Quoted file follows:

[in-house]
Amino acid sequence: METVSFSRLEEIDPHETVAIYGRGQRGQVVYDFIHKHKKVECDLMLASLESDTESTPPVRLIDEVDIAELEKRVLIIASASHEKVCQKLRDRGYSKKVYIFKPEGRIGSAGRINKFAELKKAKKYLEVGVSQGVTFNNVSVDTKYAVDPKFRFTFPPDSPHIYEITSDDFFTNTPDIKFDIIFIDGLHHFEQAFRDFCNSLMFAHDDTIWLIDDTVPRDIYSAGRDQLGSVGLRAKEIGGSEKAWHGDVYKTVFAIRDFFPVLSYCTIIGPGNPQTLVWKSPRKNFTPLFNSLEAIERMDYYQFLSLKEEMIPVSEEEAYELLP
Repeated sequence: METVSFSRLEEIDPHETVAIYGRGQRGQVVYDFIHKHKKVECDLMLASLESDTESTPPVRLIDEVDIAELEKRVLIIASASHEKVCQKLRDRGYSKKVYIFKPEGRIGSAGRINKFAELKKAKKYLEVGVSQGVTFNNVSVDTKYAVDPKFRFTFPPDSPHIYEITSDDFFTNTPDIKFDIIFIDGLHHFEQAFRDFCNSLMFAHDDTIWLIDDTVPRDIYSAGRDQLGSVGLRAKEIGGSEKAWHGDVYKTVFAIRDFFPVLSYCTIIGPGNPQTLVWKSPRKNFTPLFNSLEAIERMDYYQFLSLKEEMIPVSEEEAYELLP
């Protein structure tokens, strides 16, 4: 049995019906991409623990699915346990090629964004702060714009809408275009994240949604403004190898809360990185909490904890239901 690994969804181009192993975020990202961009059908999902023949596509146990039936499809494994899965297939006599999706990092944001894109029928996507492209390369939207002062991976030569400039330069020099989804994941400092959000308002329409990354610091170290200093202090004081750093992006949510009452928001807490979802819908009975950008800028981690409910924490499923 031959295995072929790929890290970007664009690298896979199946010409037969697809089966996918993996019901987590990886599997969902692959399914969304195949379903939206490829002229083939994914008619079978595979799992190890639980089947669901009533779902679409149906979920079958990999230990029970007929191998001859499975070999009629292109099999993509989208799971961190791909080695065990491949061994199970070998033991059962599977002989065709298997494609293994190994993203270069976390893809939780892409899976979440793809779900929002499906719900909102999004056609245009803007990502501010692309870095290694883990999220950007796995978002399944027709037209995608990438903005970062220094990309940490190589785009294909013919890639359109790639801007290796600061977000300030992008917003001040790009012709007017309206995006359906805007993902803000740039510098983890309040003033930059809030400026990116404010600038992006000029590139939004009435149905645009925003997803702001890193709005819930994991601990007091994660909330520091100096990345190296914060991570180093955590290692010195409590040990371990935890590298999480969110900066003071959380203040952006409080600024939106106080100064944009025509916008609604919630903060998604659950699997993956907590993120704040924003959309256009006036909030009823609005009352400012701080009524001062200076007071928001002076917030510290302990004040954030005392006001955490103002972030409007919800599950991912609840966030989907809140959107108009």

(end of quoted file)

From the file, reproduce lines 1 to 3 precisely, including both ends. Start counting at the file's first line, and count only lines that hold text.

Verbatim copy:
[in-house]
Amino acid sequence: METVSFSRLEEIDPHETVAIYGRGQRGQVVYDFIHKHKKVECDLMLASLESDTESTPPVRLIDEVDIAELEKRVLIIASASHEKVCQKLRDRGYSKKVYIFKPEGRIGSAGRINKFAELKKAKKYLEVGVSQGVTFNNVSVDTKYAVDPKFRFTFPPDSPHIYEITSDDFFTNTPDIKFDIIFIDGLHHFEQAFRDFCNSLMFAHDDTIWLIDDTVPRDIYSAGRDQLGSVGLRAKEIGGSEKAWHGDVYKTVFAIRDFFPVLSYCTIIGPGNPQTLVWKSPRKNFTPLFNSLEAIERMDYYQFLSLKEEMIPVSEEEAYELLP
Repeated sequence: METVSFSRLEEIDPHETVAIYGRGQRGQVVYDFIHKHKKVECDLMLASLESDTESTPPVRLIDEVDIAELEKRVLIIASASHEKVCQKLRDRGYSKKVYIFKPEGRIGSAGRINKFAELKKAKKYLEVGVSQGVTFNNVSVDTKYAVDPKFRFTFPPDSPHIYEITSDDFFTNTPDIKFDIIFIDGLHHFEQAFRDFCNSLMFAHDDTIWLIDDTVPRDIYSAGRDQLGSVGLRAKEIGGSEKAWHGDVYKTVFAIRDFFPVLSYCTIIGPGNPQTLVWKSPRKNFTPLFNSLEAIERMDYYQFLSLKEEMIPVSEEEAYELLP